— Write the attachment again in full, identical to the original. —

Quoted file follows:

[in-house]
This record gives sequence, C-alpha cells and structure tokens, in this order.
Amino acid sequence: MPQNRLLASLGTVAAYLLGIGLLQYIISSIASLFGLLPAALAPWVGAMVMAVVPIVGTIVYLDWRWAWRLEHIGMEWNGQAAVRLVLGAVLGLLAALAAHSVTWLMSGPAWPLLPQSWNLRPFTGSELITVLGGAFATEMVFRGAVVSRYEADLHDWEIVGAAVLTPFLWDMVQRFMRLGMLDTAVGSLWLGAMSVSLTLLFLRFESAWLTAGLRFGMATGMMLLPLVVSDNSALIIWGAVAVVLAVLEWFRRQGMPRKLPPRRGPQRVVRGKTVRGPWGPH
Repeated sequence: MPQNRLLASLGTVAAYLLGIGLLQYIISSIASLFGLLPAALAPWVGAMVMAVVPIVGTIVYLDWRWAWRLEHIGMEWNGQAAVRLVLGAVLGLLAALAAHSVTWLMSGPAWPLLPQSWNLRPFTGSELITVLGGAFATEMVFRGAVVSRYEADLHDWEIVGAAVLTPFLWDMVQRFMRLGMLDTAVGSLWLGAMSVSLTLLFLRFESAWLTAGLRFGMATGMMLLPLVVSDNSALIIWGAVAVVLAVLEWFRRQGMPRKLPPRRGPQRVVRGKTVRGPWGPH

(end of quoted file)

[in-house]
This record gives sequence, C-alpha cells and structure tokens, in this order.
Amino acid sequence: MPQNRLLASLGTVAAYLLGIGLLQYIISSIASLFGLLPAALAPWVGAMVMAVVPIVGTIVYLDWRWAWRLEHIGMEWNGQAAVRLVLGAVLGLLAALAAHSVTWLMSGPAWPLLPQSWNLRPFTGSELITVLGGAFATEMVFRGAVVSRYEADLHDWEIVGAAVLTPFLWDMVQRFMRLGMLDTAVGSLWLGAMSVSLTLLFLRFESAWLTAGLRFGMATGMMLLPLVVSDNSALIIWGAVAVVLAVLEWFRRQGMPRKLPPRRGPQRVVRGKTVRGPWGPH
Repeated sequence: MPQNRLLASLGTVAAYLLGIGLLQYIISSIASLFGLLPAALAPWVGAMVMAVVPIVGTIVYLDWRWAWRLEHIGMEWNGQAAVRLVLGAVLGLLAALAAHSVTWLMSGPAWPLLPQSWNLRPFTGSELITVLGGAFATEMVFRGAVVSRYEADLHDWEIVGAAVLTPFLWDMVQRFMRLGMLDTAVGSLWLGAMSVSLTLLFLRFESAWLTAGLRFGMATGMMLLPLVVSDNSALIIWGAVAVVLAVLEWFRRQGMPRKLPPRRGPQRVVRGKTVRGPWGPH